Monthly Archives: December 2020

24. Gaze Out the Window

Our guest in this episode is HBS Professor Joe Badaracco. His latest book is Step Back: Bringing Reflection Back into Your Life. Joe begins with a story about a private equity guy who invests in start-ups and sits on their boards. He always tells young CEOs that if he ever walks into their office and finds them with their feet up on the desk, staring out the window, he’ll double their salary. He wants them to know that it’s okay to reflect, even daydream.

But why do we need permission when we know that stepping back not only helps us make wiser decisions, but also likely leads to a better quality of life? It’s because knowing something and actually doing it aren’t the same thing. On any given day many of us are working overtime to put out fires and meet looming deadlines. Maybe tomorrow we’ll have a chance to think about the picture. But tomorrow never comes.

Joe lays out three steps to make reflection a daily habit. One is what he calls “downshifting.” That might be taking a few moments to lift your eyes and watch a tree swaying in the breeze. The next is “pondering,” taking an issue and consciously trying to see it from a variety of perspectives. Finally, there’s “measuring up.” It’s about considering the various ways you could evaluate success. (Sometimes that involves making the best of a bad situation.) In the smallest of nutshells “stepping back” boils down to being, thinking, and doing.

Get started yourself by listening to Joe describe how other people, seasoned leaders and those just beginning their careers, allow themselves time to slow down and reflect.

23. Do the Right Thing. Mostly.

What do you owe others—if anything—in regard to honesty, fairness, and how you use power?

That’s a core question every time you negotiate. And it’s just as important when you’re leading a group, large or small. Often, though, the hardest choices aren’t between drawing the line between right and wrong. Rather, they’re about reconciling competing obligations. Choosing between right and right, if you will.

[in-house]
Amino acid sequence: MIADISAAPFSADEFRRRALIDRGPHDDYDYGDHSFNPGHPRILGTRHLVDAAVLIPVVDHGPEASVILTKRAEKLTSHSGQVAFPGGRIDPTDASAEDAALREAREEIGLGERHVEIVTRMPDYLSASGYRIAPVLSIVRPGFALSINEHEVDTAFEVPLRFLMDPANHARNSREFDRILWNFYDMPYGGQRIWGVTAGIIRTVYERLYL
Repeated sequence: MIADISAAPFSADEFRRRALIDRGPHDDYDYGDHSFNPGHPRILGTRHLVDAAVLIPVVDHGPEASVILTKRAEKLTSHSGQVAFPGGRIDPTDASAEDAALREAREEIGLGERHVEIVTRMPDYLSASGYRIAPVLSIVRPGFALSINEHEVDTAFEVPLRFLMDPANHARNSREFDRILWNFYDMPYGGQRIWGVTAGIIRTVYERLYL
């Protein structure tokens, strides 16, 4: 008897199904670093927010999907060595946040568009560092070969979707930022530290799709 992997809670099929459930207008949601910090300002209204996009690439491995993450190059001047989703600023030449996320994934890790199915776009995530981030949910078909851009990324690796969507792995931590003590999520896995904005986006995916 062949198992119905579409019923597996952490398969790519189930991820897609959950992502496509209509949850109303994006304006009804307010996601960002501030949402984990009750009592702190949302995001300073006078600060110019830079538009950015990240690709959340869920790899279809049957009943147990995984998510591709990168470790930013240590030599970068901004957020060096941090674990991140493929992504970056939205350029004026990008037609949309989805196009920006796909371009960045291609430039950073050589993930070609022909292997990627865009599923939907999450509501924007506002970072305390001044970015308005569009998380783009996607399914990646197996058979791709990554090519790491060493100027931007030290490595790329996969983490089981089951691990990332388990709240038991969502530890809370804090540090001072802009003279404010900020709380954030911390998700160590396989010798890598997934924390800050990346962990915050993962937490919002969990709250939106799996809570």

Say, for instance, your organization is on the edge of a cliff financially. Does that give you license to use deception to strike a better deal with a customer or a supplier? Your first impulse might be to say “no.” If so, good for you. On the other hand, you are protecting your conscience at no cost to you personally. It’s your employer who will be worse off.

In this episode we get guidance on such questions from our friend and HBS colleague Max Bazerman. Over the years Max has written extensively about the psychology of decision-making, the irrational biases that can warp our thinking. Now Max has a new book: Better, Not Perfect: A Realist’s Guide to Maximum Sustainable Goodness.

Max counsels us to be wary of aspiring to be perfect saints. Having high ideals is admirable, but very hard to do, especially in these challenging days. But that doesn’t justify ignoring practical standards of moral responsibility. We should always take into account the broader social consequences of what we do and say. The good should outweigh the bad.

Here’s a tip from Max: to make better moral decisions don’t do it on the fly. Beforehand, as you’re preparing for a negotiation or a key meeting, anticipate the tough moral questions that might arise. What are your values and how will you balance them in this case?